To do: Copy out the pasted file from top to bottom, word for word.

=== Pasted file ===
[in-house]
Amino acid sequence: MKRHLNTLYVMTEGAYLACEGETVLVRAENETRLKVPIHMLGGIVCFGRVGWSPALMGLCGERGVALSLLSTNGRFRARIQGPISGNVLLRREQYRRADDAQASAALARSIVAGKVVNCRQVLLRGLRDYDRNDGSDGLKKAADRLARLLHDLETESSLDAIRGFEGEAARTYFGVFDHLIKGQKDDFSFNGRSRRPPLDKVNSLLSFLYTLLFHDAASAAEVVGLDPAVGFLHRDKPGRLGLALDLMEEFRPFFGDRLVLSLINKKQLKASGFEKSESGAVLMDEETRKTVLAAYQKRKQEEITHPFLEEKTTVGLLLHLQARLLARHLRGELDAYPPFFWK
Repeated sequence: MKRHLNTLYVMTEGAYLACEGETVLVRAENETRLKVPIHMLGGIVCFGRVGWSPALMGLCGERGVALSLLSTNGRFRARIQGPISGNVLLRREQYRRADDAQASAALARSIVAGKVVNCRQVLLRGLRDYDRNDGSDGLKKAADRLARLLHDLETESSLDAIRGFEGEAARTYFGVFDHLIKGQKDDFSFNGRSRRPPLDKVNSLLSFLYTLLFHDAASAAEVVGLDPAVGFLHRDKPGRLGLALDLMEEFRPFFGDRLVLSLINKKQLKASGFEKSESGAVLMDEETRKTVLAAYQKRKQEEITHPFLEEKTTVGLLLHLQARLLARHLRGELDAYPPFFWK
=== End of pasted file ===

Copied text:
[in-house]
Amino acid sequence: MKRHLNTLYVMTEGAYLACEGETVLVRAENETRLKVPIHMLGGIVCFGRVGWSPALMGLCGERGVALSLLSTNGRFRARIQGPISGNVLLRREQYRRADDAQASAALARSIVAGKVVNCRQVLLRGLRDYDRNDGSDGLKKAADRLARLLHDLETESSLDAIRGFEGEAARTYFGVFDHLIKGQKDDFSFNGRSRRPPLDKVNSLLSFLYTLLFHDAASAAEVVGLDPAVGFLHRDKPGRLGLALDLMEEFRPFFGDRLVLSLINKKQLKASGFEKSESGAVLMDEETRKTVLAAYQKRKQEEITHPFLEEKTTVGLLLHLQARLLARHLRGELDAYPPFFWK
Repeated sequence: MKRHLNTLYVMTEGAYLACEGETVLVRAENETRLKVPIHMLGGIVCFGRVGWSPALMGLCGERGVALSLLSTNGRFRARIQGPISGNVLLRREQYRRADDAQASAALARSIVAGKVVNCRQVLLRGLRDYDRNDGSDGLKKAADRLARLLHDLETESSLDAIRGFEGEAARTYFGVFDHLIKGQKDDFSFNGRSRRPPLDKVNSLLSFLYTLLFHDAASAAEVVGLDPAVGFLHRDKPGRLGLALDLMEEFRPFFGDRLVLSLINKKQLKASGFEKSESGAVLMDEETRKTVLAAYQKRKQEEITHPFLEEKTTVGLLLHLQARLLARHLRGELDAYPPFFWK